Update from Alex: Two days of disruption
29 March 2016
Last week I was immersed in the future – at Green Cities, the Green Building Council of Australia’s annual sustainability conference for the built environment.
It started with a bang: Australia’s PM, Malcolm Turnbull, spoke and was firmly behind the sustainability of cities and their importance to the nation’s future. The recent creation of a Minister for Cities, strong support for mass transit (which is a U-turn from the previous leader), and a clear indication that sustainability and liveability of urban areas are critical priorities – this certainly indicates that Australia’s new leader is politically astute, focused on the longer term and ready to meet the challenge.
The theme of this year’s conference, now in its 10th year, was disruption. Challenge, innovation, agitation and a strong dose of collaboration underpinned a packed programme. Senior industry and Government officials pushed to get their point across in five minutes, audiences asked difficult questions at the Q&A sessions, and some ‘off the wall’ ideas made for a thought-provoking, entertaining and enlightening two days. Highlights included:
- A collision of private and public commitment to sustainable cities: “Wellbeing is becoming central to the planning of our urban areas” from Dexus; “Really thoughtful, conscious urban design” plans from Rob Stokes, NSW Planning Minister; and the idea that energy systems need to rapidly catch up and decentralise to serve urban areas.
- "Singapore, already known for its advanced attitude to sustainability, is embedding both sustainability frameworks and smart-city frameworks during Government planning of whole towns" – Dr Cheong Koon Hean, Chief Executive Officer of Housing & Development Board in the Singapore Government.
- There’s a “wall of capital” ready to invest in easy, non-risky and replicable projects underpinned by sustainability, said Cath Bremner, Head of Sustainable Finance at ANZ. She also said the market potential for green bonds is $41bn in Australian cities alone.
- A need to increase the creative use of ‘idling’ infrastructure and buildings, such as ‘The Stub’ (an abandoned fragment of Sydney CBD’s road infrastructure) for social enterprise.
- The internet of things has prompted a “massive transformation” in the building and construction sector, said Deb Noller of Switch Automation, and “big data is shaping the performance of buildings, but after successful CBD disclosure in Australia, they are looking for the next transformation”.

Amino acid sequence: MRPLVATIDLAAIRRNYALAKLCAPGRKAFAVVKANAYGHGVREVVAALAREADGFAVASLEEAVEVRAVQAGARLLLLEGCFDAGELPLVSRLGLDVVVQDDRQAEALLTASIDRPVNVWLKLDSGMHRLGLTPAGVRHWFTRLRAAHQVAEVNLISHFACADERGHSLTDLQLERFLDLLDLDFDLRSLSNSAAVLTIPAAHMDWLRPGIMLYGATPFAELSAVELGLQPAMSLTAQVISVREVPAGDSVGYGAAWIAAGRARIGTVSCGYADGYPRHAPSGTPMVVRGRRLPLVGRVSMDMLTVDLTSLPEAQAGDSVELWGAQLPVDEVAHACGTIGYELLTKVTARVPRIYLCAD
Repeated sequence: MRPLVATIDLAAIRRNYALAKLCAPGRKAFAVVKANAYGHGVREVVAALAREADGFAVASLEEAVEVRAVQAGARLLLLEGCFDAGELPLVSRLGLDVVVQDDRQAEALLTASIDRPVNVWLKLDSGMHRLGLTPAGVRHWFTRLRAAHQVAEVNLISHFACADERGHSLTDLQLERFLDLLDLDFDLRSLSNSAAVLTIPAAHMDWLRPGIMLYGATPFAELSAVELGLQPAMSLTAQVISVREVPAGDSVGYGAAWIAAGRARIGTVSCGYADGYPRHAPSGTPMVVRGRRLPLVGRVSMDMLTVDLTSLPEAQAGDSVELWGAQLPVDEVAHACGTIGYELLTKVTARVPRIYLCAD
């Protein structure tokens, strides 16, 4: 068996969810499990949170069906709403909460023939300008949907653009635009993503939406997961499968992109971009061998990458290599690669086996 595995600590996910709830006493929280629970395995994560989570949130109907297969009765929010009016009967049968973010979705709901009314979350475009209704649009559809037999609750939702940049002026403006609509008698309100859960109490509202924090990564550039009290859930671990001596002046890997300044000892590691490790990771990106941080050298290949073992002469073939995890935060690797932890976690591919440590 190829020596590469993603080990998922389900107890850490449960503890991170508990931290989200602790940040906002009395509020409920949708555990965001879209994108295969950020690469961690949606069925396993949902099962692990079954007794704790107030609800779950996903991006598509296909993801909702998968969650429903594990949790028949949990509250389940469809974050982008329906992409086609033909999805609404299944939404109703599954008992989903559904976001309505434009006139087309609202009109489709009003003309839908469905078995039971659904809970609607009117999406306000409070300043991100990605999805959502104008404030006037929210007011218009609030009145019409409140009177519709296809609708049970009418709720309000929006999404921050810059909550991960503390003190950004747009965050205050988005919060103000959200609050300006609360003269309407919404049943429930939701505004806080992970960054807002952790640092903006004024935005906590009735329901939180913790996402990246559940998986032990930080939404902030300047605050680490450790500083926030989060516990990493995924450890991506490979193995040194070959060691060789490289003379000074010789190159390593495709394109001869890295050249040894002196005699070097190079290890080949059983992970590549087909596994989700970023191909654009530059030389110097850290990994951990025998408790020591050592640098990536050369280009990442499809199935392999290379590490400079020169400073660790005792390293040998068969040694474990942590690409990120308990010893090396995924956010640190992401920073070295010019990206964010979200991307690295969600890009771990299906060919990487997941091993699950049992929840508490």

- Which country is doing the best in terms of sustainability? Tai Lee Siang (of Singapore’s Ong & Ong and also incoming Chair of the World Green Building Council) named Japan: despite the difficulties of building sustainable cities in such a short time (since WWII), “Japan’s culture of sustainability is in-built over generations and forms a strong foundation for resilience and change”.
- “We need smart metropolitan governance and greater collaboration across government departments and agencies.” – Lucy Turnbull, Chief Commissioner of the Greater Sydney Commission focusing on her new role overseeing Sydney’s planning.
- The way we think about districts is changing: Rob Naylor from Veolia stated that “districts are not defined by local authority boundaries, but are motivated by synergistic opportunities, and turnkey diagnostics and analytics support different ways to operate, through sharing and collaborating and provoking across buildings”.
- Place activation, the next step after place-making, has changed how students respond at Curtin University in Western Australia.
- Affordability is a fairy-tale, most housing will be owned by housing corporations… and the Insurance Council of Australia has commissioned a resilience rating tool for residential buildings.
Inspiring stuff! This is a chance to integrate the best of what others are doing into NZGBC’s work. Watch this space…